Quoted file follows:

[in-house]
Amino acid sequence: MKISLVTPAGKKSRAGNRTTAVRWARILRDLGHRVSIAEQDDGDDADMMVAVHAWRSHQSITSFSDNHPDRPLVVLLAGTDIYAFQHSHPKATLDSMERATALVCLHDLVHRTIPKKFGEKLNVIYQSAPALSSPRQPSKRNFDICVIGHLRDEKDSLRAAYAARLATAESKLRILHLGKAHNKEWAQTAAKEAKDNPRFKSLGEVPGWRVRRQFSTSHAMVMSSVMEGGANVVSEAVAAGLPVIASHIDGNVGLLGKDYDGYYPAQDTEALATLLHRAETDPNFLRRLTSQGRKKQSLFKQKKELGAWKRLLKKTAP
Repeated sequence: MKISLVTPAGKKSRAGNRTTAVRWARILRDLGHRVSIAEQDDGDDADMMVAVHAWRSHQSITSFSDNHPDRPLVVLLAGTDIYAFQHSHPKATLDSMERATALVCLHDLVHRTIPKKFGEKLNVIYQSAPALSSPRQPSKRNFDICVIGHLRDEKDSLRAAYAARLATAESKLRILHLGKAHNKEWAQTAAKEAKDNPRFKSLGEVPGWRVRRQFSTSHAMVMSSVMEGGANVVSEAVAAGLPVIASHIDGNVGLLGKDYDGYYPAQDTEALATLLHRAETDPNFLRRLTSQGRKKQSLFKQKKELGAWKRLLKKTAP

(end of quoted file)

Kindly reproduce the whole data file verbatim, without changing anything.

[in-house]
Amino acid sequence: MKISLVTPAGKKSRAGNRTTAVRWARILRDLGHRVSIAEQDDGDDADMMVAVHAWRSHQSITSFSDNHPDRPLVVLLAGTDIYAFQHSHPKATLDSMERATALVCLHDLVHRTIPKKFGEKLNVIYQSAPALSSPRQPSKRNFDICVIGHLRDEKDSLRAAYAARLATAESKLRILHLGKAHNKEWAQTAAKEAKDNPRFKSLGEVPGWRVRRQFSTSHAMVMSSVMEGGANVVSEAVAAGLPVIASHIDGNVGLLGKDYDGYYPAQDTEALATLLHRAETDPNFLRRLTSQGRKKQSLFKQKKELGAWKRLLKKTAP
Repeated sequence: MKISLVTPAGKKSRAGNRTTAVRWARILRDLGHRVSIAEQDDGDDADMMVAVHAWRSHQSITSFSDNHPDRPLVVLLAGTDIYAFQHSHPKATLDSMERATALVCLHDLVHRTIPKKFGEKLNVIYQSAPALSSPRQPSKRNFDICVIGHLRDEKDSLRAAYAARLATAESKLRILHLGKAHNKEWAQTAAKEAKDNPRFKSLGEVPGWRVRRQFSTSHAMVMSSVMEGGANVVSEAVAAGLPVIASHIDGNVGLLGKDYDGYYPAQDTEALATLLHRAETDPNFLRRLTSQGRKKQSLFKQKKELGAWKRLLKKTAP